so called, should be confined to cases where the common carrier is not acting as such. That seems to us a perverse conclusion from a proviso permitting "common carriers" to exchange.
Nothing is gained by referring to the provisions in other sections or to those of the section to which the proviso is attached, for the provision is that nothing in the act, in whatever section it may occur, shall be twisted into preventing the exchange. The passion for equality sometimes leads to hollow formulas, and the attempt to bring these arrangements under the head of undue preferences and the like hardly seems a natural result of the statute. No one knows which of the two would be found to be preferred as having the best of a very complex bargain. All the great benefits derived on one side are the consideration for all those conferred upon the other. The railroad and the telegraph have grown together in mutual dependence, and we are told that contracts of this sort for long-terms have been nearly universal for fifty years. The contracts had been called to the attention of Congress repeatedly by the Commission, which, in December, 1906, stated that, so far as it could see, the full performance of them by the carriers would not affect any public or private interest adversely. It held, however, that, under the law as it then stood, contracts for services off the line were unlawful. 12 I.C.C. 10, 12. Then the Amendment of 1910 was passed, and passed, we must suppose, having the opinion of the Commission and the notorious longstanding form of existing contracts in view. The contracts are complex, as we have said, and entire. We cannot believe that an act which purported to allow them meant to break them up. The Commission seems not to have believed it in its first ruling upon the amended act.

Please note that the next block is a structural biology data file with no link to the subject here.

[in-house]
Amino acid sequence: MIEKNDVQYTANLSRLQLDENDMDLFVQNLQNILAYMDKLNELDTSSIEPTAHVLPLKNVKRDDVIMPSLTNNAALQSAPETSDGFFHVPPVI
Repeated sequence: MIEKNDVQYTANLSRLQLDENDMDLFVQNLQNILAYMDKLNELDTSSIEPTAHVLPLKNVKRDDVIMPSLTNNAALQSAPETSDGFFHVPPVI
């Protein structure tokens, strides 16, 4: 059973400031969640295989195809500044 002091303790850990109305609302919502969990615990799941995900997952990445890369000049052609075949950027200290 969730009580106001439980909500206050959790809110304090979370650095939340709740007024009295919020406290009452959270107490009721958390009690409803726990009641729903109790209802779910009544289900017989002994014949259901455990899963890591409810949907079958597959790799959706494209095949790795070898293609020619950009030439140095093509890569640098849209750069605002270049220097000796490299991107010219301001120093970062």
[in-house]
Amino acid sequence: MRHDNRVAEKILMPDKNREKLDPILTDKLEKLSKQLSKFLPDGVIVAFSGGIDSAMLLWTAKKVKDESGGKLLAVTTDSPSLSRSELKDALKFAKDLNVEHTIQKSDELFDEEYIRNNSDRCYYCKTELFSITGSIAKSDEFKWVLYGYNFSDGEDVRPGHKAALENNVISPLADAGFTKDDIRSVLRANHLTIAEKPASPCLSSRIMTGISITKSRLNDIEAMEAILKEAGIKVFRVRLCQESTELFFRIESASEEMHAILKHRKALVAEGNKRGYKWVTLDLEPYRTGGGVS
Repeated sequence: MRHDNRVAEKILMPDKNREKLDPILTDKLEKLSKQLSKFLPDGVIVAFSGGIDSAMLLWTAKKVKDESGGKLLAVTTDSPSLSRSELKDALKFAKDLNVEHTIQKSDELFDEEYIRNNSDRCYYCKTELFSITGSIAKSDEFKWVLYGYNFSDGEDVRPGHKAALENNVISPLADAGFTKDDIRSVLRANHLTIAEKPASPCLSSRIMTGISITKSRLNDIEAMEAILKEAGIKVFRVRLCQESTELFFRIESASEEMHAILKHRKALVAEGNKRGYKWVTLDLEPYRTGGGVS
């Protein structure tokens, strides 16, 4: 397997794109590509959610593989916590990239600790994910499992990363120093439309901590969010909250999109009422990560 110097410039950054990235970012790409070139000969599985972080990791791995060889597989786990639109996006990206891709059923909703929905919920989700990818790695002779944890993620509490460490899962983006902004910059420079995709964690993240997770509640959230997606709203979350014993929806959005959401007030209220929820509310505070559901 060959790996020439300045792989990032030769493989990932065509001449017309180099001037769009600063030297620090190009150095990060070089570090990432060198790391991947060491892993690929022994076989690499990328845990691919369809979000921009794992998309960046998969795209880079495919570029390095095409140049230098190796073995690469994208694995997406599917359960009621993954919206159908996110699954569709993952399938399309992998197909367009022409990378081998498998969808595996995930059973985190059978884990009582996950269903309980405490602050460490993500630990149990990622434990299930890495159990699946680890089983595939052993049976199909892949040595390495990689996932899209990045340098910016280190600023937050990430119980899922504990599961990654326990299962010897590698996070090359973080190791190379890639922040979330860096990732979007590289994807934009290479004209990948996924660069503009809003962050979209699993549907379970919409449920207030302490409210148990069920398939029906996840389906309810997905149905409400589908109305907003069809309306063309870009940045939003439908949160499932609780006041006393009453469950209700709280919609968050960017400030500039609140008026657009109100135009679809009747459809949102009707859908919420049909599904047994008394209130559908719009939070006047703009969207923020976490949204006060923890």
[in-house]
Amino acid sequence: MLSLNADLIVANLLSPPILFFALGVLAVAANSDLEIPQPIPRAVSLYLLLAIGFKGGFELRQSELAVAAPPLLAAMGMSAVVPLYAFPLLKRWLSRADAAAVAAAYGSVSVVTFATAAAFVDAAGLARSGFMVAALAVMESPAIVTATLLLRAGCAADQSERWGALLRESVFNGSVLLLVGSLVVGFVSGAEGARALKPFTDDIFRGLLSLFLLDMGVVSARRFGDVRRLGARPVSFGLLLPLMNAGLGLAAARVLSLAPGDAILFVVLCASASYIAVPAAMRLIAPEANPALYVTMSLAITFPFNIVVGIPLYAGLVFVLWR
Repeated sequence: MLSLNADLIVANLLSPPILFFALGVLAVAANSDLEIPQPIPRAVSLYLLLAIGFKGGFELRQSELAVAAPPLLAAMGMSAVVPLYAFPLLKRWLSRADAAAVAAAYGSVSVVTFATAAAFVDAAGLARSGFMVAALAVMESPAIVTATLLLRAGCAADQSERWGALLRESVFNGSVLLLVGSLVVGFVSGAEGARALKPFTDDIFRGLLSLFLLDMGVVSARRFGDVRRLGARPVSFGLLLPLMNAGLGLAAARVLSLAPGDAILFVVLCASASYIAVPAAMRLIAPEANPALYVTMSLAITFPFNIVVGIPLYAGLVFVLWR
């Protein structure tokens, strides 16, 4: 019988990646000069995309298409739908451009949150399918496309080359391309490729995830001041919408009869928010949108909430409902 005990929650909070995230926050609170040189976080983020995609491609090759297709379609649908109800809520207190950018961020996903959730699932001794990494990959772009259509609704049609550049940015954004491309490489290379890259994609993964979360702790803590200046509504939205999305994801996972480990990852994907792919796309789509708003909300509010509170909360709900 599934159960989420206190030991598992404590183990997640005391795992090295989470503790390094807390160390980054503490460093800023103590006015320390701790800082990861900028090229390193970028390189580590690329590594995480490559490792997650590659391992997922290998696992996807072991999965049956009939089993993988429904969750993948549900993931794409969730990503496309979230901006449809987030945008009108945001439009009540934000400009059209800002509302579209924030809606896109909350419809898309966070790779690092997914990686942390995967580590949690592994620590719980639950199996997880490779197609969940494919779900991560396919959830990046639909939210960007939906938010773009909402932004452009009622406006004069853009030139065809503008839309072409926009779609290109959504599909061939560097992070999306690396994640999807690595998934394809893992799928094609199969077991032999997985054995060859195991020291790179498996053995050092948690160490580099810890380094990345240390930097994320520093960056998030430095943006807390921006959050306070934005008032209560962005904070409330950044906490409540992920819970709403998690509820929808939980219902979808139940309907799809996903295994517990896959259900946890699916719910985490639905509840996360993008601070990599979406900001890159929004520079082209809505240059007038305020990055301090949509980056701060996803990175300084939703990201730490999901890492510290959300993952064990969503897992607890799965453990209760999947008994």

Our opinion is confirmed by a consideration of the further additions to § 1 in 1910, allowing free passes to
be given to the employees of telegraph, telephone, and cable lines, and by some further matters of detail referred to in the judgments of the courts below of which we have cited the reports. The interdependence of the companies is very intimate, and the trouble that would be caused by a narrow construction of the act we believe would be great, with no advantage so far as we can see to any other users of the lines or roads. We do not go into more minute discussion because the result reached must stand on the plain words of the act, the meaning of which is confirmed, rather than made doubtful by the circumstances in which the proviso was enacted and the events that had gone before.
Judgment and decrees affirmed.